We have no occasion to criticize any of the court's findings, insofar as it made them. Our first inquiry is directed to the use to which the findings were put, what legal standard, what legal provisions, the court applied and relied on. The main thrust of USM's argument below was directed to a violation of section 7 of the Clayton Act, 15 U.S.C. § 18. In the course of the proceedings, however, the court was unimpressed by that approach and called attention both to the Sherman Act, and to the existing decree. In its final opinion there is no reference to section 7. At oral argument we asked counsel whether the opinion relied on the decree as well as on the Sherman Act, receiving a negative answer from Emhart, and, at first, a cloudy answer from USM. Upon it being pointed out that he had told the district court that there was 'no claim whatever' of 'a violation of the decree,' USM counsel left as his final answer that the court 'did not import standards from the decree.'
The full question we asked counsel was whether the court relied on the decree, or on the Sherman Act, or joined the decree to the Sherman Act to produce a standard more easily met (by USM) than that of the Sherman Act alone. We are not certain that counsels' disclaimer of the third alternative is correct. During final arguments below, immediately before it announced its opinion, the court expressly referred to the limitations the Supreme Court had placed upon USM's domestic shoe machinery activities.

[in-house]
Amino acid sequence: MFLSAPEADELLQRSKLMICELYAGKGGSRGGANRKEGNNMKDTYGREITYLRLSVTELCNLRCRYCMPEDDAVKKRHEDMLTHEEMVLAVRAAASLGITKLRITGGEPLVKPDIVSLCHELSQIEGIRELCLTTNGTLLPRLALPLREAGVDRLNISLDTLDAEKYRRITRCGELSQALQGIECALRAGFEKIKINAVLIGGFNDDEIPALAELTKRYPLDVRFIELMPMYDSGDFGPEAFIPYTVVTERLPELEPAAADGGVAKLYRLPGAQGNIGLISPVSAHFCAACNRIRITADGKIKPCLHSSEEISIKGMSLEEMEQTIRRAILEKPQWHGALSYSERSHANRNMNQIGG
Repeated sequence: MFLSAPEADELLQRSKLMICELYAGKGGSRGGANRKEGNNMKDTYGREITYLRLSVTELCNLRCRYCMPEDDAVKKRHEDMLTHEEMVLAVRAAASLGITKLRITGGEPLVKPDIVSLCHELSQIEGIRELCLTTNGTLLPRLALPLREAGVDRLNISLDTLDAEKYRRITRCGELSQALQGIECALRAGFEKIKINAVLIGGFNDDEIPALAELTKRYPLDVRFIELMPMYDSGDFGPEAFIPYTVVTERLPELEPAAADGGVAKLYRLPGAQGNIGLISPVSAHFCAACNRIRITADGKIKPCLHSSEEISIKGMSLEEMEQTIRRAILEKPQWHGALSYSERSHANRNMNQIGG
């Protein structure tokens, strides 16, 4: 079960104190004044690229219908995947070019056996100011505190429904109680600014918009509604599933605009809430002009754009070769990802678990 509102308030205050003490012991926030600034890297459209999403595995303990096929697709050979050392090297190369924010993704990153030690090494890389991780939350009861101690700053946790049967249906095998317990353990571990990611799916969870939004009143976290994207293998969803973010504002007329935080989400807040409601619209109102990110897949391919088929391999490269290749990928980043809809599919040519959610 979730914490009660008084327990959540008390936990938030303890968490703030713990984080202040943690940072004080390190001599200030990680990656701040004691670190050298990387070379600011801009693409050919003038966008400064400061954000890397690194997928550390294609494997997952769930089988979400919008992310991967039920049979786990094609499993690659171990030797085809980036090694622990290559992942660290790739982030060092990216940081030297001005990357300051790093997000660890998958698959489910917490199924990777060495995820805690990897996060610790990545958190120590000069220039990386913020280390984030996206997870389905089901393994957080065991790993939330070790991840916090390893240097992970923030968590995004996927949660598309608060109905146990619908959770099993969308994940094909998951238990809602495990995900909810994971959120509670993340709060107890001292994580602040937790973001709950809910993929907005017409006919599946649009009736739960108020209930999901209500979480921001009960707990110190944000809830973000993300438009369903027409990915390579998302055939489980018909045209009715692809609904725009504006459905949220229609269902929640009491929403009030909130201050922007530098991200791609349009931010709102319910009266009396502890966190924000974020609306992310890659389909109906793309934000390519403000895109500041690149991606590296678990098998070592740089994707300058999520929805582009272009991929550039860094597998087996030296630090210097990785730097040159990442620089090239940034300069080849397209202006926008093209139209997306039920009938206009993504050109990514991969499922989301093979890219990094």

'The concern of the Supreme Court as shown in Mr. Justice Fortas' opinion (391 U.S. 244, 88 S.Ct. 1496, 20 L.Ed.2d 562 ante) has been lest United's power be not sufficiently dissipated.
'Were the American Telephone & Telegraph Company or the Rockefeller Foundation--neither of which so far as I know has the slightest interest in shoe machinery manufacture--to acquire a million shares on top of another million shares of USMC, it seems plain beyond the slightest doubt that USMC would be more firmly entrenched than it ever had previously been in the domestic shoe machinery market. It would be even more difficult for an outsider to enter the market and in the situation that would be presented to compete successfully with the company which has this long history of experience, this pool of patents, this group of experts, this history of satisfactory customer relations. And thus it seems to me that the fundamental question in this case is: Is not Emhart like American Telephone & Telegraph or the Rockefeller Foundation in the hypothetical case which I have just suggested coming into a situation where the Supreme Court has sent a flag of warning?'